Academic journal article Western Folklore

Differentiating Worldview: Kalikantzaroi (Goblin)-Stories, Cyclical Time and Orthodox Christian Doctrine

Academic journal article Western Folklore

Differentiating Worldview: Kalikantzaroi (Goblin)-Stories, Cyclical Time and Orthodox Christian Doctrine

Article excerpt


This article endeavors to place within the above framework the study of stories about kalikantzaroi (goblins), which are said to come up to earth from the Underworld during the Twelve Days of Christmas (Dodecameron-24 December to 5 January). Specifically, starting point of the article is the position that the period of the Twelve Days is dangerous for all members of the community, because it delimits the transitional phase (it begins immediately after the winter solstice on 21 December) between the previous state (short day and long night-darkness), which has passed, and the new state (day longer than the night-light). Further, the article argues that this phase embodies multiple conceptions regarding time and faith. Therefore, the goblinstories will be used in order to detect these conceptions, by focusing in particular on how the content of these stories changes in the process of embodying within them the Christian concept of time. Concurrently, the article aims to shed light on the distinction of these stories as true and false. The starting point in this approach is the view that the differentiation in the content of these stories, particularly their playful character, can contribute to the investigation of the processes of rationalization, a process that was tardy in the past and was accelerated in the twentieth century.


My involvement in studying the supernatural generated my interest in the kalikantzaros (pi. kalikantzaroi). This name is used, albeit with slight variation, by Rose (Kallikantzari) and by Lawson (1910: 190) Callikantzaros (pi. Callikantzaroi)'. Obviously, the kalikantzaroi are supernatural beings. Rose classifies them as "little people", together with other supernatural beings of central and northern Europe: Ainsel, Brownie, Cheval Bayard, Kobold (t), etc. More specifically, they are described as "little hairy beings with long tails", which are "particularly attracted to open fires at night in the winter" (Rose 1996:175). This particular representation of the kalikantzaroi is erroneous and does not emerge from the folk narratives but mainly from the researchers (1910: 192-255) who transferred into English what was written by Greek folklorists. Rose links the kalikantzaros with the English Ainsel, "the name of a playful little spirit or a fairy child in the folklore of Northumberland" (England), and the French Cheval Bayard, "a type of a water spirit that may appear as a human or as a horse" which inhabits "the banks of rivers, pools and marshland" (Rose 1996: 166).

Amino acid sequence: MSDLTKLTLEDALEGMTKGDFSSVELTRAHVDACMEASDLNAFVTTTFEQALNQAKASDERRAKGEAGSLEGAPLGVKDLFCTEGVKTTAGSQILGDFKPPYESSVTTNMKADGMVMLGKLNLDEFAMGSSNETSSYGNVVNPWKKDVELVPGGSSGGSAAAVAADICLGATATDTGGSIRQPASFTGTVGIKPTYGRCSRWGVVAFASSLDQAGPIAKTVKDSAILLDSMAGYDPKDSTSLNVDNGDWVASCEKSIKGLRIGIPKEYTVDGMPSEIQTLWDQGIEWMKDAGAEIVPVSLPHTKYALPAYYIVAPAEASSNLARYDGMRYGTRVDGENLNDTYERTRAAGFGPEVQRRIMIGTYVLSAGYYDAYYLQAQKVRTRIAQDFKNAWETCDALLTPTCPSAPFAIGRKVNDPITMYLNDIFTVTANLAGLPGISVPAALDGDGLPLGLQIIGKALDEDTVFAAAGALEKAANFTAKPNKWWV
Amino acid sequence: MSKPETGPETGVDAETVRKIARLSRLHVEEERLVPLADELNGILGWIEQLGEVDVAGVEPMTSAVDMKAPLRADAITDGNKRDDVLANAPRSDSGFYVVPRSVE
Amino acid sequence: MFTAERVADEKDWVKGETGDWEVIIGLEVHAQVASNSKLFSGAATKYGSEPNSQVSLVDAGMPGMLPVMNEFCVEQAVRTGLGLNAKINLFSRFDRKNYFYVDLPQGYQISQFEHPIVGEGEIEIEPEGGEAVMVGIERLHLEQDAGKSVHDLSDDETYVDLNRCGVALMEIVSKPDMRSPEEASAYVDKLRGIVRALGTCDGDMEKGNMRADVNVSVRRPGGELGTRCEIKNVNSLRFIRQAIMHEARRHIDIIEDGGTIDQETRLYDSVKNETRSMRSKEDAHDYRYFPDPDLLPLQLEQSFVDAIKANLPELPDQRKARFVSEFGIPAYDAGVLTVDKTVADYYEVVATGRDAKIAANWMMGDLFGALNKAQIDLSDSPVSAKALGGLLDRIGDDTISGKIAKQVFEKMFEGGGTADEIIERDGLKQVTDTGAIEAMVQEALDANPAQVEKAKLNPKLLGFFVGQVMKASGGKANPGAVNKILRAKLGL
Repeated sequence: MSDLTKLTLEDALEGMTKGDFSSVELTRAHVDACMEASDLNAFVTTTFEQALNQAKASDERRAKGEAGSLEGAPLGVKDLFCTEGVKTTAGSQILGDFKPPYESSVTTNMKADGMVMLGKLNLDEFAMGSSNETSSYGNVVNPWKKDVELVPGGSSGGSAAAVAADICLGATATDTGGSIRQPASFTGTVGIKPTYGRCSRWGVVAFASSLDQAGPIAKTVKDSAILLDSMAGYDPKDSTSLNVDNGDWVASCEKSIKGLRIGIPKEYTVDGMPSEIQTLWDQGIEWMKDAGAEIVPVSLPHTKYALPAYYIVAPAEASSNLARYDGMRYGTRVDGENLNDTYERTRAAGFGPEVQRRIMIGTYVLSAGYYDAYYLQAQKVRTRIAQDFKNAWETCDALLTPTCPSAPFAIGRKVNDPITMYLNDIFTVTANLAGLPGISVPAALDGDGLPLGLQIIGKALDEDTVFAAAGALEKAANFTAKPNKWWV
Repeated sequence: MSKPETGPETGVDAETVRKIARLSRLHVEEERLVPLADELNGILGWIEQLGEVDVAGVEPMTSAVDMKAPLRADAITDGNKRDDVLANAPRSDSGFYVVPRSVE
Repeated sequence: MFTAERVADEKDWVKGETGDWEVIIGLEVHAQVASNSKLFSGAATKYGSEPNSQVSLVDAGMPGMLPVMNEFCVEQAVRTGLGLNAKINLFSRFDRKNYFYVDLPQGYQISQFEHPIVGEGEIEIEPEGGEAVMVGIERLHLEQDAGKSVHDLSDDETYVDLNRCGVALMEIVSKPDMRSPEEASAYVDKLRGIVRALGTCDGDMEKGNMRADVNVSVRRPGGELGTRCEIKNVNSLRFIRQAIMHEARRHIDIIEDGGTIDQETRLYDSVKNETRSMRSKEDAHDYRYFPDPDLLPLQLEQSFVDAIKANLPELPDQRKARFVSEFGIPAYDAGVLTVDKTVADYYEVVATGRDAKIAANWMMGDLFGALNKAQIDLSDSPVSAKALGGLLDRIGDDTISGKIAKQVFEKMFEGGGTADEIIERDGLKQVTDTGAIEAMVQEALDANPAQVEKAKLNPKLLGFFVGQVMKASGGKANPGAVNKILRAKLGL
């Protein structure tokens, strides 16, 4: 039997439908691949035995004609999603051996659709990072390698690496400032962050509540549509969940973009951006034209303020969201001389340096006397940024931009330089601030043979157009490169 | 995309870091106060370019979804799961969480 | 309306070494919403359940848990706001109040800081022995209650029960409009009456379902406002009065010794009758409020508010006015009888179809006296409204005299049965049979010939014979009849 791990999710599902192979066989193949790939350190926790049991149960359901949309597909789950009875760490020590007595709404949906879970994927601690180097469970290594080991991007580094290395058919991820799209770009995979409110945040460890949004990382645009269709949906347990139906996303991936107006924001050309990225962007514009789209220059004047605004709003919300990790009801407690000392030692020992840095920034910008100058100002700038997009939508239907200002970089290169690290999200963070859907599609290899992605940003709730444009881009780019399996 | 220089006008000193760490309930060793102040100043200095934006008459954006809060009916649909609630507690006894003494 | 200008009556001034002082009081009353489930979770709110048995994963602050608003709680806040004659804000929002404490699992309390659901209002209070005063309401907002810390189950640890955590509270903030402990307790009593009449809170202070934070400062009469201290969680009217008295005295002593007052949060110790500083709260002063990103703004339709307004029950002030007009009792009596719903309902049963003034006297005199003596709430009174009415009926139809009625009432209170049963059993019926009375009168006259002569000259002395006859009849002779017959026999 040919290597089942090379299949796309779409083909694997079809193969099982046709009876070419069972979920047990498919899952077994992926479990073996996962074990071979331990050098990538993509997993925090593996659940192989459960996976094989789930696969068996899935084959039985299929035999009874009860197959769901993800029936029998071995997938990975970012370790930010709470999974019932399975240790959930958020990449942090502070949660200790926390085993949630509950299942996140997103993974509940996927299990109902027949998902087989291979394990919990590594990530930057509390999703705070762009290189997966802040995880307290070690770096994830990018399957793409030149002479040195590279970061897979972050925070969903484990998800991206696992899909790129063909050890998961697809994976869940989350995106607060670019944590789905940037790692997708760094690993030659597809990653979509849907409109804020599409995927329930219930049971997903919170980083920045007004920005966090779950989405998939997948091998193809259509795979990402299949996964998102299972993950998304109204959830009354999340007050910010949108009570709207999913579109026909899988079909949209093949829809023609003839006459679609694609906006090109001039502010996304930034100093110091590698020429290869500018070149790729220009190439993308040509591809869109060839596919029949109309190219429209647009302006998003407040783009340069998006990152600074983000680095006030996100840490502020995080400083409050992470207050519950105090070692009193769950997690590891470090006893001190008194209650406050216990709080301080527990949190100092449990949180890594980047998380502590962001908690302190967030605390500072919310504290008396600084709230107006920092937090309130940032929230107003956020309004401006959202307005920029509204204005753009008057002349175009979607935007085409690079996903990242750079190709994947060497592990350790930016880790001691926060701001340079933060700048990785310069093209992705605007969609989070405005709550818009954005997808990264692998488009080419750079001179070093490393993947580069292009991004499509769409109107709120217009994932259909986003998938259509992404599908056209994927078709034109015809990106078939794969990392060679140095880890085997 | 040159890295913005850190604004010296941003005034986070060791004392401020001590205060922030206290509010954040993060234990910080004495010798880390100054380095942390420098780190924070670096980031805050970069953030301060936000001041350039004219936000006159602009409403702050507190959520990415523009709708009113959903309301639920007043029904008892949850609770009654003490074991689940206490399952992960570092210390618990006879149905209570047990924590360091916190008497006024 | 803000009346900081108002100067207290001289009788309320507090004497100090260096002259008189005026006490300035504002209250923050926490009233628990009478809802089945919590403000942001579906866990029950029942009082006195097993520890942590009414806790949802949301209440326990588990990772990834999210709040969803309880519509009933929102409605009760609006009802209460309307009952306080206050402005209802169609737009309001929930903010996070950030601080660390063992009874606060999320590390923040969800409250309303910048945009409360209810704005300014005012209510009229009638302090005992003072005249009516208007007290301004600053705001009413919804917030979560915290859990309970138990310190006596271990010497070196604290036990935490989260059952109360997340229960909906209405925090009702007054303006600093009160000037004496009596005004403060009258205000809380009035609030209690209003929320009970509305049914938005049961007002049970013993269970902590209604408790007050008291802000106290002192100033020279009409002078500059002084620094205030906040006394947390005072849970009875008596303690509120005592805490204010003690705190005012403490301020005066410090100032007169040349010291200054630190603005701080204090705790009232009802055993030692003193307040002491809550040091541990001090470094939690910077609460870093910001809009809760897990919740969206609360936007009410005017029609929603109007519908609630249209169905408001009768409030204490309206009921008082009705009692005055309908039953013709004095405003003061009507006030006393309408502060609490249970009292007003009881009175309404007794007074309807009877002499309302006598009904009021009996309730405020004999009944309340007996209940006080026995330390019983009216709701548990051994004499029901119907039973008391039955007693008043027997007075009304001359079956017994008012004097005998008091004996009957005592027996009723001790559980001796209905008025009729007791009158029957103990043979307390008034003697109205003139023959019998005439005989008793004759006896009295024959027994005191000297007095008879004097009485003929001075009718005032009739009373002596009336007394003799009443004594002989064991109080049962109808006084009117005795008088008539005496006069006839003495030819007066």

The use of the term goblin for the kalikantzaroi, which is opted for in the present article, also causes classificatory confusion. The term Goblin (Gobblin, Gobbelin, Gobeline, Gobling, Goblyri) frequently subsumes all the types of "little people" (Sikes 1991). According to Rose (1996:128-29), the Goblin is in European folklore "a grotesque, diminutive and generally malicious earth spirit or sprite", which likes children and brings them gifts. Goblins inhabit the homes of humans and make noise by overturning the furniture, a trait characteristic also of the kalikantzaroi in Greece, which, however, appear only during the Twelve Days between Christmas and Epiphany. Even though kalikantzaroi stories were popular with little children, kalikantzaroi cannot be classified as little people.



Study of the kalikantzaroi is of particular interest insofar as these beings are active over the Twelve Days of Christmas (25 December-5 January), called the Dodekaimero in Greece. Kalikantzaroi appear exclusively in this specific period and are absent during the rest of the year. In contrast, all other supernatural beings make recurrent appearances throughout the year, when circumstances favor these.

Our understanding of kalikantzaroi-stories is predicated on understanding the relationship between folk culture in Greece, in particular folk religion, and ancient Greek religion, which was replaced by the Orthodox Christian faith. …

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